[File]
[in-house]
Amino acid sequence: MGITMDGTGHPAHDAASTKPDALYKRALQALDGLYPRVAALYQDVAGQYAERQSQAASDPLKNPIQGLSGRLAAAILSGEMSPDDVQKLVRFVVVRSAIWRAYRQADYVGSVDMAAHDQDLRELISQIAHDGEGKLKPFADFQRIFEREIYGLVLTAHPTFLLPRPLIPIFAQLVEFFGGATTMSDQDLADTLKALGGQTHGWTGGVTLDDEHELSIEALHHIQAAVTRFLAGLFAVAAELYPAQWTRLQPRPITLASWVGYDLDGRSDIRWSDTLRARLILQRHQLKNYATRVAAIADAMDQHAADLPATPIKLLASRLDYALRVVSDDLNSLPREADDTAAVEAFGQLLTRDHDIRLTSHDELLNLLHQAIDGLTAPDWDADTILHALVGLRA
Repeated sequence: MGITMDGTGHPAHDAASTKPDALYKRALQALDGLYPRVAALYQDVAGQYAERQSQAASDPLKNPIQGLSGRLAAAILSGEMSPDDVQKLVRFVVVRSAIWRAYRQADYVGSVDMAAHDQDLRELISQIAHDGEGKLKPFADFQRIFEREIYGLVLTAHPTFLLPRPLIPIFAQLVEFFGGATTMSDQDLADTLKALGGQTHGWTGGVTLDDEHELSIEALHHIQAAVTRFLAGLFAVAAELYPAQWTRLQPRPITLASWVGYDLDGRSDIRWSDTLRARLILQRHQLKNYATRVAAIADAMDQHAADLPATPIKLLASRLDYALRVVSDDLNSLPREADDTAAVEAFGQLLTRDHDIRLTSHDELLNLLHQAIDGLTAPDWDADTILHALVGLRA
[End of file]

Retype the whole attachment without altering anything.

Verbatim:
[in-house]
Amino acid sequence: MGITMDGTGHPAHDAASTKPDALYKRALQALDGLYPRVAALYQDVAGQYAERQSQAASDPLKNPIQGLSGRLAAAILSGEMSPDDVQKLVRFVVVRSAIWRAYRQADYVGSVDMAAHDQDLRELISQIAHDGEGKLKPFADFQRIFEREIYGLVLTAHPTFLLPRPLIPIFAQLVEFFGGATTMSDQDLADTLKALGGQTHGWTGGVTLDDEHELSIEALHHIQAAVTRFLAGLFAVAAELYPAQWTRLQPRPITLASWVGYDLDGRSDIRWSDTLRARLILQRHQLKNYATRVAAIADAMDQHAADLPATPIKLLASRLDYALRVVSDDLNSLPREADDTAAVEAFGQLLTRDHDIRLTSHDELLNLLHQAIDGLTAPDWDADTILHALVGLRA
Repeated sequence: MGITMDGTGHPAHDAASTKPDALYKRALQALDGLYPRVAALYQDVAGQYAERQSQAASDPLKNPIQGLSGRLAAAILSGEMSPDDVQKLVRFVVVRSAIWRAYRQADYVGSVDMAAHDQDLRELISQIAHDGEGKLKPFADFQRIFEREIYGLVLTAHPTFLLPRPLIPIFAQLVEFFGGATTMSDQDLADTLKALGGQTHGWTGGVTLDDEHELSIEALHHIQAAVTRFLAGLFAVAAELYPAQWTRLQPRPITLASWVGYDLDGRSDIRWSDTLRARLILQRHQLKNYATRVAAIADAMDQHAADLPATPIKLLASRLDYALRVVSDDLNSLPREADDTAAVEAFGQLLTRDHDIRLTSHDELLNLLHQAIDGLTAPDWDADTILHALVGLRA